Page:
The ability of marine ecosystems and species to capture carbon ("blue carbon") is essential to climate change adaptation and mitigation. Mangroves and salt marshes, for example, remove carbon 10 times faster (and store five times more of it) per acre than tropical forests. SOA supports coastal communities in sustainably managing these vital ecosystems.
Grantee Photo: Carbon Ethics (Indonesia)
Fish provide 3.3 billion people with 20% of their animal protein—and up to 10% of people worldwide rely on fishing for their livelihood. Supporting fisheries science, policy, and innovation will allow fish and fishing communities to adapt and survive climate change.
Grantee Photo: Ocean Purpose Project (Singapore)
Ecosystem & Species Conservation
Deep sea and shallow coral ecosystems support oceanic food webs and as they cycle and store key nutrients and minerals. But the average annual increase of 1.5°C will destroy 70-90% of all coral reefs.
Grantee Photo: Cape Eleuthera Institute (Bahamas)
Education & Research
40% of humans live within 100km of the ocean. The world needs as many people as possible to connect to the ocean, understand it, and protect it using the latest tools and science.
Grantee Photo: Dive into Marine Science (Gambia)
Waste Reduction & Circularity
Each year, 418 billion pounds of plastic ends up in our ocean. Cleanups are critical, but systemic change requires behavior shifts that reduce plastic use—and eventually, production.
Grantee Photo: Ailars David (SOA Tanzania)
Grants Impact To-Date
160,354 kg pollution removed
4,505 tonnes C02 sequestered
204,722 people participating directly
Sailing from France to California to document and promote local solutions to regenerate marine ecosystems, focusing on Blue Carbon and CO2 emissions avoidance.
Ahead of the voyage, this project will be using social media platforms and partnerships to create educational material to raise awareness around Blue Carbon. Ten percent of all funds received will go towards the restoration of coastal habitats with local partners that are visited throughout the journey.
Leader: Louise-Oceane Delion, 27
Gazi Bay, Kenya
Mikoko Pamoja was the first community-led project to protect and restore mangroves through the sale of carbon credits totaling 2,000 tonnes annually.
Mikoko Pamoja plants 4,000 mangrove seedlings (Sonneratia Alba) annually, which capture carbon and serve as a carbon credit. Changes to the sites from human development and climate change have made it so that typical mangrove planting no longer works. SOA grants support them in piloting the Riley Encasement Technique, an innovative replanting method, in a bid to rehabilitate mangroves in the denuded high energy intertidal areas of Gazi bay. And instead of encasing seedlings in plastic they use clay pots.
The carbon through storage and avoided deforestation totals 2,000 tonnes annually, as certified by ACES.
Carbon Ethics researches and restores coastal ecosystems through planting of mangroves and seagrass, sequestering over 2.5 tonnes of metric carbon.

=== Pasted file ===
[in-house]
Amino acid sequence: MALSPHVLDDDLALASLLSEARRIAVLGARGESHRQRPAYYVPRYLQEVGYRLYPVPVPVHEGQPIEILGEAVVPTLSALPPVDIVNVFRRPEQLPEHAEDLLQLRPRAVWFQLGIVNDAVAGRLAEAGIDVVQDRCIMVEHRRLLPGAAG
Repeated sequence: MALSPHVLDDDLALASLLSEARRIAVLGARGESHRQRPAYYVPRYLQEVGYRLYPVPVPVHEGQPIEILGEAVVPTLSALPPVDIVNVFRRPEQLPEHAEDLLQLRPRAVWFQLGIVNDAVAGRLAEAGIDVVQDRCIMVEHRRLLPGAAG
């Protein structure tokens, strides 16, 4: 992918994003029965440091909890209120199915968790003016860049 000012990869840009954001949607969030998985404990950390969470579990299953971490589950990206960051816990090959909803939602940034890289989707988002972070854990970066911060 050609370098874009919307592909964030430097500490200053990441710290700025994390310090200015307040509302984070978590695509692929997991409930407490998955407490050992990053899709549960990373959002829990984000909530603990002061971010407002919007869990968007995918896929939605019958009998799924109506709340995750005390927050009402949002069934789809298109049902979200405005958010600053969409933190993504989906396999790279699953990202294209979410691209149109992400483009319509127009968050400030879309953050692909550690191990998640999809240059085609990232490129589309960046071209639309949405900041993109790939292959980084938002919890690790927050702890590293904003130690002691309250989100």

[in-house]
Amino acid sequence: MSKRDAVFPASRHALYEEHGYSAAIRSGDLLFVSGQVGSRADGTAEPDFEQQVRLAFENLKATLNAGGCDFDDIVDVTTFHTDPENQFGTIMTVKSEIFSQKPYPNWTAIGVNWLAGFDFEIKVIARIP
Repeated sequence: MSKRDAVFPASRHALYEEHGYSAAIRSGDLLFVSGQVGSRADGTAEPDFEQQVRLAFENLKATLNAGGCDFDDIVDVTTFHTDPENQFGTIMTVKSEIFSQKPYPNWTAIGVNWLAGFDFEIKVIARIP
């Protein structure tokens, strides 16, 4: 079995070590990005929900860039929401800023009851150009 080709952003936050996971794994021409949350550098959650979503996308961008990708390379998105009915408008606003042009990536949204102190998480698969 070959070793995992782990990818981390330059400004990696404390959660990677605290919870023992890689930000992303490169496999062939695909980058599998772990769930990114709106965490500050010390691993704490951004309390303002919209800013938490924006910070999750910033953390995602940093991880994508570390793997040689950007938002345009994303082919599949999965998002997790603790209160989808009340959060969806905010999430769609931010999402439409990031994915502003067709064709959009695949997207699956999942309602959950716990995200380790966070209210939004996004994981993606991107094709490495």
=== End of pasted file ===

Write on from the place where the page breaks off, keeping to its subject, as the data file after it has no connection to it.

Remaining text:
Additionally, 50 people will be trained in sustainable bee keeping, with the aim of empowering them to generate revenue from the sale of honey and related goods, and 130kg of trash will be removed from Msimbazi River.
Fisheries & Aquaculture
Ecological Restoration in the Yangtze Estuary
The natural coastline of the Yangtze Estuary has been seriously degraded, which has caused great damage to the important fishery habitat and affected the function of the ecological barrier in the Yangtze Estuary.
In view of the aggravation of erosion of salt marshes in the Yangtze Estuary caused by global climate change and human activities, we plan to propose ecological restoration measures to maintain the habitat diversity of estuarine wetlands, so as to provide support for sustainable fishery output.
Leader: Sikai Wang, 35
IUU Fishing Solutions Hackathon
SOA Ecuador is organizing a virtual hackathon for the oceans (#HackathonPorElOceano). This national contest seeks to bring university students together in search of the two best solutions to unsustainable/IUU fishing.
Participants will receive mentoring by marine science experts and professionals along the way. Projects have the opportunity to be selected and certified by the esteemed design thinking firm, Design for Change.
Leader: Janice Márquez de la Plata Molina, 27
Pollution Remediation & Aquaculture
Pasir Ris, Singapore
OPP installs lines of mussels around floating fishing farms (“kelongs”) to remediate the effects of algal blooms caused by pollution. They are piloting creating a bioplastic from seaweed.
Watch their video
Ecosystem & Species Restoration
Kiabu Reef Restoration
25 year old Dennis and his team work with managers of the Anambas Islands Marine Tourism Park, a new management area made up of five small islands, to develop their regional marine management plan.
Their goal is to: 1. Re-establish fish habitat and help to restore fish populations by providing artificial reefs of 40 coral spiders; 2. Increase the percentage of coral cover by transplanting 500 corals at restoration sites, and 3. Become a model of community-based conservation activities on small islands in Anambas.
Ocean Leader Jeremy Raguain (27), in partnership with YPAC and SOA’s Campaign Against Deep Seabed Mining, produced a documentary interviewing experts in the Seychelles about what the deep sea is and why it’s essential to understand and conserve it via a moratorium on mining.
Coral Lok Tech